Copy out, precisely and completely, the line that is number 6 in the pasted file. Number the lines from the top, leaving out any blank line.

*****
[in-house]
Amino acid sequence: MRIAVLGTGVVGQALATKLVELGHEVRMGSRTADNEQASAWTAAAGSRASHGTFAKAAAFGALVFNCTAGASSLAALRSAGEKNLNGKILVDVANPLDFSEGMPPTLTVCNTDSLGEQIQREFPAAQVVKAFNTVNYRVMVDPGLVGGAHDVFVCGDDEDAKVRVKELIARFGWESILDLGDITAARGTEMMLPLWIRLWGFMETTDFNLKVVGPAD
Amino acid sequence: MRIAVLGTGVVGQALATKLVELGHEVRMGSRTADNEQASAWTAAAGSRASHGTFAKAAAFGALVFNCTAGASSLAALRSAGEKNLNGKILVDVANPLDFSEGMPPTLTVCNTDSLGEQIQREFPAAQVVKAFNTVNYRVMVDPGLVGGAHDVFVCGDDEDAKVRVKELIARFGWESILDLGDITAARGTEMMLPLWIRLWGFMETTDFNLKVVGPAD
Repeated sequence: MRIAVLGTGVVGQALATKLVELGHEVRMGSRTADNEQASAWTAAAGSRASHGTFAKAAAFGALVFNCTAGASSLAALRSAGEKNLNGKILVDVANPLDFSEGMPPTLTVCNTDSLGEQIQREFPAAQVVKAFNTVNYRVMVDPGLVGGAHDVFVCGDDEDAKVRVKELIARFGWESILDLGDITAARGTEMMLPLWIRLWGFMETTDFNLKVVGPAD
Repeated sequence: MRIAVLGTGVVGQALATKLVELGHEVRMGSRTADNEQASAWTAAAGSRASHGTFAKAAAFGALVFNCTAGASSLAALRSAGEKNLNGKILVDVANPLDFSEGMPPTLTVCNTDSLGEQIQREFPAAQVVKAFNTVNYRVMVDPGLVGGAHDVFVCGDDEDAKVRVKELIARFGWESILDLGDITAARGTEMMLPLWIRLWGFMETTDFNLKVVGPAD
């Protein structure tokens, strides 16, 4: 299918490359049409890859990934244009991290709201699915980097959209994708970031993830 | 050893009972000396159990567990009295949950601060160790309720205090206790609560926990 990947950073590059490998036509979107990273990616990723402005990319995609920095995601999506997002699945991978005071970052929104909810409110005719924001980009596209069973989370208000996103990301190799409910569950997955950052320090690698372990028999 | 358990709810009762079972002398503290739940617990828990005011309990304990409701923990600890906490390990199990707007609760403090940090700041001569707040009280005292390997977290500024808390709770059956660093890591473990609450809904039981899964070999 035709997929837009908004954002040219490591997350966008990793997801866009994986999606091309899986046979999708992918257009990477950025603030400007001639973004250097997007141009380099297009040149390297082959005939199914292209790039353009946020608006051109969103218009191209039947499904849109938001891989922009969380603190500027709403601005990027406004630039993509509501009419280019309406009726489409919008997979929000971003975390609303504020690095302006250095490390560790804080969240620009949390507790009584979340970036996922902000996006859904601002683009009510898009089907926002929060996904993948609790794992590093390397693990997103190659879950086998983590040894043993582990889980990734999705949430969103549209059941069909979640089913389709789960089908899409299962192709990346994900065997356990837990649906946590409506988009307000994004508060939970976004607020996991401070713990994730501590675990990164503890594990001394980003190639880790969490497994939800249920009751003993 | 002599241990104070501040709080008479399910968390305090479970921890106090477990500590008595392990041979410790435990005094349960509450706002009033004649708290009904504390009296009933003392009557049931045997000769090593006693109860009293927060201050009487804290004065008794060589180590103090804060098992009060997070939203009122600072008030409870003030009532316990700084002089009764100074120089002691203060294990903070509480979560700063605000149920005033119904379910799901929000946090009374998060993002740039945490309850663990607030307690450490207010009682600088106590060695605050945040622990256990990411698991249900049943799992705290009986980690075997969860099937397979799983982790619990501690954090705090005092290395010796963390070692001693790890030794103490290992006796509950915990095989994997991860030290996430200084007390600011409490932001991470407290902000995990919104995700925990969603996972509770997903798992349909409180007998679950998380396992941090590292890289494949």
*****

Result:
């Protein structure tokens, strides 16, 4: 299918490359049409890859990934244009991290709201699915980097959209994708970031993830 | 050893009972000396159990567990009295949950601060160790309720205090206790609560926990 990947950073590059490998036509979107990273990616990723402005990319995609920095995601999506997002699945991978005071970052929104909810409110005719924001980009596209069973989370208000996103990301190799409910569950997955950052320090690698372990028999 | 358990709810009762079972002398503290739940617990828990005011309990304990409701923990600890906490390990199990707007609760403090940090700041001569707040009280005292390997977290500024808390709770059956660093890591473990609450809904039981899964070999 035709997929837009908004954002040219490591997350966008990793997801866009994986999606091309899986046979999708992918257009990477950025603030400007001639973004250097997007141009380099297009040149390297082959005939199914292209790039353009946020608006051109969103218009191209039947499904849109938001891989922009969380603190500027709403601005990027406004630039993509509501009419280019309406009726489409919008997979929000971003975390609303504020690095302006250095490390560790804080969240620009949390507790009584979340970036996922902000996006859904601002683009009510898009089907926002929060996904993948609790794992590093390397693990997103190659879950086998983590040894043993582990889980990734999705949430969103549209059941069909979640089913389709789960089908899409299962192709990346994900065997356990837990649906946590409506988009307000994004508060939970976004607020996991401070713990994730501590675990990164503890594990001394980003190639880790969490497994939800249920009751003993 | 002599241990104070501040709080008479399910968390305090479970921890106090477990500590008595392990041979410790435990005094349960509450706002009033004649708290009904504390009296009933003392009557049931045997000769090593006693109860009293927060201050009487804290004065008794060589180590103090804060098992009060997070939203009122600072008030409870003030009532316990700084002089009764100074120089002691203060294990903070509480979560700063605000149920005033119904379910799901929000946090009374998060993002740039945490309850663990607030307690450490207010009682600088106590060695605050945040622990256990990411698991249900049943799992705290009986980690075997969860099937397979799983982790619990501690954090705090005092290395010796963390070692001693790890030794103490290992006796509950915990095989994997991860030290996430200084007390600011409490932001991470407290902000995990919104995700925990969603996972509770997903798992349909409180007998679950998380396992941090590292890289494949």